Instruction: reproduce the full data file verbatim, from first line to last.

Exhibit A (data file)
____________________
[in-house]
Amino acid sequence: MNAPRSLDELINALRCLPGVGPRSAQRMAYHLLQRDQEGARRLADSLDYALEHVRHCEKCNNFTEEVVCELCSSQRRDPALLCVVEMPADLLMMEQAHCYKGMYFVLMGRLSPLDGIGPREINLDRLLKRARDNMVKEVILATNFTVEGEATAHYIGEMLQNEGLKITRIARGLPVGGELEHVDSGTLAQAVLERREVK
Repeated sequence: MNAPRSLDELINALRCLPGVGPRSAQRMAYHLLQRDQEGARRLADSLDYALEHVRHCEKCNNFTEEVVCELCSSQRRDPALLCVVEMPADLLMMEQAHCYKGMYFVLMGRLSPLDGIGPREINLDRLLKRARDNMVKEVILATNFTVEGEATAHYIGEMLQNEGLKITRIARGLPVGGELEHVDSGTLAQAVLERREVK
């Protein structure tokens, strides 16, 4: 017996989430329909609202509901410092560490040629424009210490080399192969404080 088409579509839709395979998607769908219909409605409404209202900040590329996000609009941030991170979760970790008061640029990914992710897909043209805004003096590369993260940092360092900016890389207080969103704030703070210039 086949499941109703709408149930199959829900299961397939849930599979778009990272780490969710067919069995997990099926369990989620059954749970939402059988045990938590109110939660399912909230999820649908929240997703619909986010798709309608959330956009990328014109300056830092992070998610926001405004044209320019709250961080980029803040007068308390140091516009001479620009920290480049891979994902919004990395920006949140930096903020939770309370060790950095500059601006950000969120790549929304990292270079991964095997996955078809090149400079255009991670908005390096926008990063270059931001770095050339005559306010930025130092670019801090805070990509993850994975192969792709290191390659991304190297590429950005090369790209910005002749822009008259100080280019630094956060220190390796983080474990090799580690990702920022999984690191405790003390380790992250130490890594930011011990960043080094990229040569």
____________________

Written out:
[in-house]
Amino acid sequence: MNAPRSLDELINALRCLPGVGPRSAQRMAYHLLQRDQEGARRLADSLDYALEHVRHCEKCNNFTEEVVCELCSSQRRDPALLCVVEMPADLLMMEQAHCYKGMYFVLMGRLSPLDGIGPREINLDRLLKRARDNMVKEVILATNFTVEGEATAHYIGEMLQNEGLKITRIARGLPVGGELEHVDSGTLAQAVLERREVK
Repeated sequence: MNAPRSLDELINALRCLPGVGPRSAQRMAYHLLQRDQEGARRLADSLDYALEHVRHCEKCNNFTEEVVCELCSSQRRDPALLCVVEMPADLLMMEQAHCYKGMYFVLMGRLSPLDGIGPREINLDRLLKRARDNMVKEVILATNFTVEGEATAHYIGEMLQNEGLKITRIARGLPVGGELEHVDSGTLAQAVLERREVK
């Protein structure tokens, strides 16, 4: 017996989430329909609202509901410092560490040629424009210490080399192969404080 088409579509839709395979998607769908219909409605409404209202900040590329996000609009941030991170979760970790008061640029990914992710897909043209805004003096590369993260940092360092900016890389207080969103704030703070210039 086949499941109703709408149930199959829900299961397939849930599979778009990272780490969710067919069995997990099926369990989620059954749970939402059988045990938590109110939660399912909230999820649908929240997703619909986010798709309608959330956009990328014109300056830092992070998610926001405004044209320019709250961080980029803040007068308390140091516009001479620009920290480049891979994902919004990395920006949140930096903020939770309370060790950095500059601006950000969120790549929304990292270079991964095997996955078809090149400079255009991670908005390096926008990063270059931001770095050339005559306010930025130092670019801090805070990509993850994975192969792709290191390659991304190297590429950005090369790209910005002749822009008259100080280019630094956060220190390796983080474990090799580690990702920022999984690191405790003390380790992250130490890594930011011990960043080094990229040569």